Stieg Larsson (1954-2004) was a journalist. He was the Editor-in-Chief of the magazine Expo from 1999, and had previously worked at a major news agency for many years. He was one of the world’s leading experts on anti-democratic, right-wing extremist and Nazi organisations, and he was often consulted on that account. He was just as ready to give a lecture in a secondary school as at Scotland Yard. He passed away suddenly and unexpectedly in November 2004, some time before the publication of his debut crime novel and first part of the Millennium trilogy.
Stieg Larsson’s books have sold 75 million copies world wide. The Millennium series has been sold to 50 countries so far.
“I have read Millennium with the happiness and thrilled emotion like as a child I read Dumas or Dickens. It is amazing. This trilogy comfort us secretly: perhaps not everything is lost into this imperfect world. Welcome to the Fiction's Inmortality, Lisbeth Salander!" – Vargas Llosa, El Pais.
“The Girl with the Dragon Tattoo is a striking novel. Just when I was thinking that there wasn’t anything new on the horizon, along comes Stieg Larsson with this wonderfully unique story. I was completely absorbed” — Michael Connelly
“As vivid as bloodstains on snow—and a perfect one-volume introduction to the unique strengths of Scandinavian crime fiction.” — Lee Child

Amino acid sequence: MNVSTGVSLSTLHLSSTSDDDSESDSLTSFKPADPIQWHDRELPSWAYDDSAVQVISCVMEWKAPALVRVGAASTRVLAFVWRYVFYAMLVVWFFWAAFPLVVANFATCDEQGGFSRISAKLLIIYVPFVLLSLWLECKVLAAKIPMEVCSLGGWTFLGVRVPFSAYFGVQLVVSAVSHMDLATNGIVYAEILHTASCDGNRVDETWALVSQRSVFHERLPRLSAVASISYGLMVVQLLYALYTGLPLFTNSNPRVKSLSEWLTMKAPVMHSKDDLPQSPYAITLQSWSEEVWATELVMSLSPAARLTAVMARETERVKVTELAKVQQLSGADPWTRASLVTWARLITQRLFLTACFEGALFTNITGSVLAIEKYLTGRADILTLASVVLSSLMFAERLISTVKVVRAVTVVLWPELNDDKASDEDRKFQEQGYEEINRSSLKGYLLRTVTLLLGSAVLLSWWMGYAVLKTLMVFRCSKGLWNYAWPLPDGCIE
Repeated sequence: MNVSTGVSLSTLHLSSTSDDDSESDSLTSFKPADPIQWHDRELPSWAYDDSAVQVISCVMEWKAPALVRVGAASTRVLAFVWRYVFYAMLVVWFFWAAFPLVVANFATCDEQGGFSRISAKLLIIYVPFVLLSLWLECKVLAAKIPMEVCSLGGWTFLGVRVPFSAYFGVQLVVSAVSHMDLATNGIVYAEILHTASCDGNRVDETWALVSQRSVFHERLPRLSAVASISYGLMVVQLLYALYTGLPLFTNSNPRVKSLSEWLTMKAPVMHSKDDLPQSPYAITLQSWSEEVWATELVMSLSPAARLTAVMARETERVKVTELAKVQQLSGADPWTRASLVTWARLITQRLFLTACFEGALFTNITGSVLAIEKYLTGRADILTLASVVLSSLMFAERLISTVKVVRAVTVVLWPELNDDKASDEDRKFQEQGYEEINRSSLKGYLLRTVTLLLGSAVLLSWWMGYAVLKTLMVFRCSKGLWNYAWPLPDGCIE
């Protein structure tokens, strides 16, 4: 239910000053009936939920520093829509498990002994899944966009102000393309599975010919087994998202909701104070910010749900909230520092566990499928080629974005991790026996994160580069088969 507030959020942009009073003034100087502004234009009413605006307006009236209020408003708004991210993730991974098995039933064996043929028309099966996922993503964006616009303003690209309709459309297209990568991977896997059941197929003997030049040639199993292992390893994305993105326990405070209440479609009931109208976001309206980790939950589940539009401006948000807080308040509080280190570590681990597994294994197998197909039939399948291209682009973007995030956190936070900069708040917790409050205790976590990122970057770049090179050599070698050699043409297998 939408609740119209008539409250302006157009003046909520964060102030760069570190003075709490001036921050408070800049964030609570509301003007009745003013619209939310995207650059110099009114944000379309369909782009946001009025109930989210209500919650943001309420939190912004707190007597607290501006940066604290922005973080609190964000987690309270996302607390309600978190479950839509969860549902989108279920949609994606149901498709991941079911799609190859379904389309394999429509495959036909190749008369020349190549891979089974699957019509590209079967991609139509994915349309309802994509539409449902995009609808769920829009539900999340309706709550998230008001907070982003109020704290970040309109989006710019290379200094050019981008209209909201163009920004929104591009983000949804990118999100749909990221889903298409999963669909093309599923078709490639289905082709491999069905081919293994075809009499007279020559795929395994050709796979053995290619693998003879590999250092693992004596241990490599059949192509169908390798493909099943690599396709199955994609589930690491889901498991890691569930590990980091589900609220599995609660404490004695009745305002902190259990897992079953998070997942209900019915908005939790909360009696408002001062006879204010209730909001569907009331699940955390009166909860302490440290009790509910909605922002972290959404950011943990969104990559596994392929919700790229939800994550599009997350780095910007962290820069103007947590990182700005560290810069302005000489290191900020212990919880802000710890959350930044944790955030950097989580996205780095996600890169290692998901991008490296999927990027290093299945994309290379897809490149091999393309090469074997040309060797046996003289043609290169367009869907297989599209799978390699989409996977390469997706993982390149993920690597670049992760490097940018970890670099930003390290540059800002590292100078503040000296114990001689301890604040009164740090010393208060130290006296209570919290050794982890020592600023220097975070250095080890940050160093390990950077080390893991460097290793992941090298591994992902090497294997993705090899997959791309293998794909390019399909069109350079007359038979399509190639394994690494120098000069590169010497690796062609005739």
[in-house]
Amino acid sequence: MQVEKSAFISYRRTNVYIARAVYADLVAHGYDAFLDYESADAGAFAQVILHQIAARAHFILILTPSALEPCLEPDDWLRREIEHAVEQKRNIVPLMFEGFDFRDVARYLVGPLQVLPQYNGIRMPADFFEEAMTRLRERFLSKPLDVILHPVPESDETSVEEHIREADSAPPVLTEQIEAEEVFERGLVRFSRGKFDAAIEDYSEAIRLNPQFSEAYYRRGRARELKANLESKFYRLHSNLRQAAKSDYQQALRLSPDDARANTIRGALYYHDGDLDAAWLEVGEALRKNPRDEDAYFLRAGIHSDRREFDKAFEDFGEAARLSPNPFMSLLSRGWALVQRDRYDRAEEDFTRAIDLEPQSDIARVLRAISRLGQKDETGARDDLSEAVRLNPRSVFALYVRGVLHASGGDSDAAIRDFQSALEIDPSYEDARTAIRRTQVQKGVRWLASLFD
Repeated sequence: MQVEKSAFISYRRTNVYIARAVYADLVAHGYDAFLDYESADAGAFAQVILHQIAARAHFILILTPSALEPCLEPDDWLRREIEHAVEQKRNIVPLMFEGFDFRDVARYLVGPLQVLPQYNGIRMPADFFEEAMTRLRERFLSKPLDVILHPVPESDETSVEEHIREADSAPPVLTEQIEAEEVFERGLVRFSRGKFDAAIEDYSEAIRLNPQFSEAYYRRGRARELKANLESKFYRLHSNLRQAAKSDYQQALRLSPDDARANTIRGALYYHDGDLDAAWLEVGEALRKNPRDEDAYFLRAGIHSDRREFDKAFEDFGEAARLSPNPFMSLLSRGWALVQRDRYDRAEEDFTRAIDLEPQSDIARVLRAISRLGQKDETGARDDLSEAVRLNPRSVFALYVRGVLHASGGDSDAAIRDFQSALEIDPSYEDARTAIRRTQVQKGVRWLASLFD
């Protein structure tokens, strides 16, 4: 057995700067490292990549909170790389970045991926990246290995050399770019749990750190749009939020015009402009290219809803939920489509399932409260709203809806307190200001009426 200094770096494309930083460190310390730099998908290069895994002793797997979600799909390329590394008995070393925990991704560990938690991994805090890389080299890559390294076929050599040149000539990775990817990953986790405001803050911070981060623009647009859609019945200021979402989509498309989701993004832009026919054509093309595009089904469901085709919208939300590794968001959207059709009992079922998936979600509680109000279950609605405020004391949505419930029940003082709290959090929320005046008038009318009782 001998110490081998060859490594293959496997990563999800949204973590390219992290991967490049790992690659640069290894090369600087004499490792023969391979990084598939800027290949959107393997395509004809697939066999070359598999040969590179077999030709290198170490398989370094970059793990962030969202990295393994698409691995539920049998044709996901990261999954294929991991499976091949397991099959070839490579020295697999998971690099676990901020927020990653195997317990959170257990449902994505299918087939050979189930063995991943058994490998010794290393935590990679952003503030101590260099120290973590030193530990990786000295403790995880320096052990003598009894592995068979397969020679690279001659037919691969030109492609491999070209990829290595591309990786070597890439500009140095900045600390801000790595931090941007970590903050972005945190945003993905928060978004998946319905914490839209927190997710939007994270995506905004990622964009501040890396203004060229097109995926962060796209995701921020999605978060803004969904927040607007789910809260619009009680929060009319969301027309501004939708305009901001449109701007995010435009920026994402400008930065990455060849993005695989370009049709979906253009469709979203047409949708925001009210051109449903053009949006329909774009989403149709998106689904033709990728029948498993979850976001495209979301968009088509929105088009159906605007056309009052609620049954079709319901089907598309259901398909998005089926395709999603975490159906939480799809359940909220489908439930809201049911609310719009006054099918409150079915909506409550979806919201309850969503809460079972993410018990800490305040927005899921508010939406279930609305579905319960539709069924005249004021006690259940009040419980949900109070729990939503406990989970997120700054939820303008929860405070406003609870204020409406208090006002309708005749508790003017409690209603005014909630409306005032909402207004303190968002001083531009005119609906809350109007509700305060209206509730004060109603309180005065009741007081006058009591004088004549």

“I doubt you will read a better book this year.” — Val McDermid
“What a cracking novel! I haven’t read such a stunning thriller debut for years. The way Larsson interweaves his two stories had me in thrall from beginning to end. Brilliantly written and totally gripping.” — Minette Walters
“A publishing sensation, an accomplished crime writer who seemingly came from nowhere … Crime fiction has seldom needed to salute and mourn such a stellar talent as Larsson’s in the same breath”— Sunday Times
“The ballyhoo is fully justified… The novel scores on every front – character, story, atmosphere and the translation” — The Times
“The journalist and the hacker are ingenious, believable creations… In the end, the novel becomes, among other things, something of a tender love story... This is a striking novel, full of passion, an evocative sense of place and subtle insights into venal, corrupt minds.” — Observer